The achievement gap that leaves many black and Latino students' academic performance trailing behind that of their white and Asian counterparts continues to plague our school system. Current policies have failed to correct this problem; recently released SAT scores show the achievement gap widening, not closing. If MCPS is serious about reversing this trend, it ought to reconsider its decision to place Centers for the Highly Gifted in two new schools this year, including one in the Blair cluster.
The Center for the Highly Gifted that opened this year at Pine Crest Elementary School fails to address the real problems of area students. Any program designed to span several years will exclude those who most need the school system's attention.
This program, one of six now established in MCPS elementary schools, accelerates the regular fourth- and fifth-grade curricula for students who prove their ability during screening in third grade. The high mobility rate of local minority and economically disadvantaged students builds bias into the admissions process. According to county statistics, nearly one in five students at Pine Crest transfers out of the school annually, immediately disqualifying the significant percentage of Pine Crest students who move into area after third grade from entering the program because they cannot participate in the admissions screening. Although some of these students can test in fifth grade, by then "most of the programs are pretty full," according to Joanne Grant, Instructional Specialist in Gifted Education for MCPS.
The result is overwhelming racial disparities in admissions to the Pine Crest Center for the Highly Gifted. While Pine Crest's population is 40 percent Latino and only 13 percent white, the Pine Crest accelerated program is more than half white and has only one Latino participant. The racial segregation that seems to be an inevitable, however unintentional, product of this kind of accelerated program means MCPS provides a different quality of education to a group of primarily white students than it does to the general population of the Blair cluster, which is composed primarily of minorities.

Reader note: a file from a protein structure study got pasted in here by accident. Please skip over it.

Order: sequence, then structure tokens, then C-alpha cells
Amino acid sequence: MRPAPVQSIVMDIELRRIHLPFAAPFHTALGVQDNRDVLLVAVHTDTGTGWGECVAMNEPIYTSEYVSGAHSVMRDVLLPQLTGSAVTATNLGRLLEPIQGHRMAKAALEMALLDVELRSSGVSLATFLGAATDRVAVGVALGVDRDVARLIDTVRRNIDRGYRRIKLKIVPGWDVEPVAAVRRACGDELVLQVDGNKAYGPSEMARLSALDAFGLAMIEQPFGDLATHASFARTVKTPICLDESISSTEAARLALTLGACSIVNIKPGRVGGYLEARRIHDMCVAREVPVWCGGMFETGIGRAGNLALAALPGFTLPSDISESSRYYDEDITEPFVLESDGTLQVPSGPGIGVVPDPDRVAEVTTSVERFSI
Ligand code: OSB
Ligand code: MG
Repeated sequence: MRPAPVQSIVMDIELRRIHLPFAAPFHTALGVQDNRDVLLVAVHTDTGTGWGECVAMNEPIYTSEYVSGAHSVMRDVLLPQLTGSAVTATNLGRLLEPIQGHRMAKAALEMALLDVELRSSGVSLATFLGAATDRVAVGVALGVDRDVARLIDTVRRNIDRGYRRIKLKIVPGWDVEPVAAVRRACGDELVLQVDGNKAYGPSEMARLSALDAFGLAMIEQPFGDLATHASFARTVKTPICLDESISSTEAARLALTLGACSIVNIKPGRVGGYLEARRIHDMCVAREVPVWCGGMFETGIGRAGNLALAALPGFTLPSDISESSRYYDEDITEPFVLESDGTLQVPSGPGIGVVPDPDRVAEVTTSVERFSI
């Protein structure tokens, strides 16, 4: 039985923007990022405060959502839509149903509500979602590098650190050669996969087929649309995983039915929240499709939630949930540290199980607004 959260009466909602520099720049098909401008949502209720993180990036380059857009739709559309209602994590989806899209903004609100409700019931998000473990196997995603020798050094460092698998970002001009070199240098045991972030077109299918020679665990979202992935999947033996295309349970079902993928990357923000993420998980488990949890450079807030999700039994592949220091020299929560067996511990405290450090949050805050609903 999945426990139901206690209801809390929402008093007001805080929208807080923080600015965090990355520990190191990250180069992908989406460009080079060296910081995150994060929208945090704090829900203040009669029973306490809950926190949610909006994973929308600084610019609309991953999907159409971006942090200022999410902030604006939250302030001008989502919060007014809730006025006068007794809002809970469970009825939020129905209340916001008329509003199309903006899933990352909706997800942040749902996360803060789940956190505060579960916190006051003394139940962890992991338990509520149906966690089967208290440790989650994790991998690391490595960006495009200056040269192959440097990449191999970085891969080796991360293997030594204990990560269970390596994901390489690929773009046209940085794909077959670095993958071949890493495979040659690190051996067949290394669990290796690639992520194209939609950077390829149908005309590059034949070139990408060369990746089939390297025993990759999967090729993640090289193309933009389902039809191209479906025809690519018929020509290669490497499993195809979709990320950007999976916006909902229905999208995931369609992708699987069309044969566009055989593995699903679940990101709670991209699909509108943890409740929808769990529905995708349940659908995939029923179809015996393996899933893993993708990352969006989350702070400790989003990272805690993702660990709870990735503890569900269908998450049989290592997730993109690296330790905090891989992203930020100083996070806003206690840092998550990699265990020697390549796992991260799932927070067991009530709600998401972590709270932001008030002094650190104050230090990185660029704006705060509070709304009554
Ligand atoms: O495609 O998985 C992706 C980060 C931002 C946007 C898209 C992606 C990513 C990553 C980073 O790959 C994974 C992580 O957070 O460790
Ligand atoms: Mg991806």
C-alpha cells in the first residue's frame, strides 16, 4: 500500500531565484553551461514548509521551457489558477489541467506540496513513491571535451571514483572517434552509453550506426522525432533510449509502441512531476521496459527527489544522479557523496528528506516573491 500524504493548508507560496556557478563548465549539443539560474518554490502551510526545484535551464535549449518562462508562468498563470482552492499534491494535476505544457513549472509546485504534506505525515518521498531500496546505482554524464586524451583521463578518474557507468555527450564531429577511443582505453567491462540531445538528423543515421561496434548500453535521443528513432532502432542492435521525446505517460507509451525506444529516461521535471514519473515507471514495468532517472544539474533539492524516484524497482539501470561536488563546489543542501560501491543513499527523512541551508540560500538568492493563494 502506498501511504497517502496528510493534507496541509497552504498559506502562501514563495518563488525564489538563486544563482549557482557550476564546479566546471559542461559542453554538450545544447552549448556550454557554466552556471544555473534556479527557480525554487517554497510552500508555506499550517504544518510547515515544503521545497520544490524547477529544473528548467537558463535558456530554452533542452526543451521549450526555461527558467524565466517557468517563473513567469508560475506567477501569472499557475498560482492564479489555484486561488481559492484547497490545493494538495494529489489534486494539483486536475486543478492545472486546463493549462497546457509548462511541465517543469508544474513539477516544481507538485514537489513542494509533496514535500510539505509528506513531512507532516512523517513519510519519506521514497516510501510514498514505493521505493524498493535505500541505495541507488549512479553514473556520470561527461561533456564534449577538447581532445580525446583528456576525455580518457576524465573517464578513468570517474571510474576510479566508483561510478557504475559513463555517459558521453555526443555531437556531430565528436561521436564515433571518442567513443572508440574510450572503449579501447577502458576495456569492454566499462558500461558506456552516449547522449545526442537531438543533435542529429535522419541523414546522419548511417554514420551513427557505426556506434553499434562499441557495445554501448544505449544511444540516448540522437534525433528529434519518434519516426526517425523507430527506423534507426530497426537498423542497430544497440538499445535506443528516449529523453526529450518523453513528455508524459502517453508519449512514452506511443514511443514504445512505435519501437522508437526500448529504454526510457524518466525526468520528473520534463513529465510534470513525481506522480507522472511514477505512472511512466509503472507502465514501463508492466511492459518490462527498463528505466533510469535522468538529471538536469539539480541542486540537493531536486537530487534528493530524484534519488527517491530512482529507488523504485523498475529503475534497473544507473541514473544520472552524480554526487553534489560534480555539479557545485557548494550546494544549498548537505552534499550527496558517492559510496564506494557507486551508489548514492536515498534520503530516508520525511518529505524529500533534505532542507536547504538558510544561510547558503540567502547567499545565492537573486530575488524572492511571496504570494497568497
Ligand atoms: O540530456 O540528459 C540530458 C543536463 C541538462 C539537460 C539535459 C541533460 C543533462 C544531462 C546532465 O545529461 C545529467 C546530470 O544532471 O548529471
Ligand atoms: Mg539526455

Furthermore, because not every student is screened for admissions, inconsistent standards for recommendations for screening are a serious concern to many parents, including Denise Young, whose son is now at Takoma Middle School and who condemns the "subjective and unfair" admissions process. While any parent can insist that his or her child be screened, many parents are unaware of their right. Many more, especially low-income parents, do not have the time to advocate for their children. And while applications are reviewed without taking race into consideration, there is no way to prevent discrimination in recommendations for screening.
MCPS needs to stop offering an accelerated curriculum to the few students who have the good fortune to be in the Blair cluster during the screening process and then stay in our community long enough to participate. MCPS must account for the realities of our community and develop programs that allow all of our highly gifted students to participate.
Rachel Yood. Rachel Yood is a junior in the Communication Arts Program at Blair. She is excited to join Silver Chips as a page editor, but suspicious of the time the newspaper seems to take from her primary activity: sleeping. When not working or curled up in … More »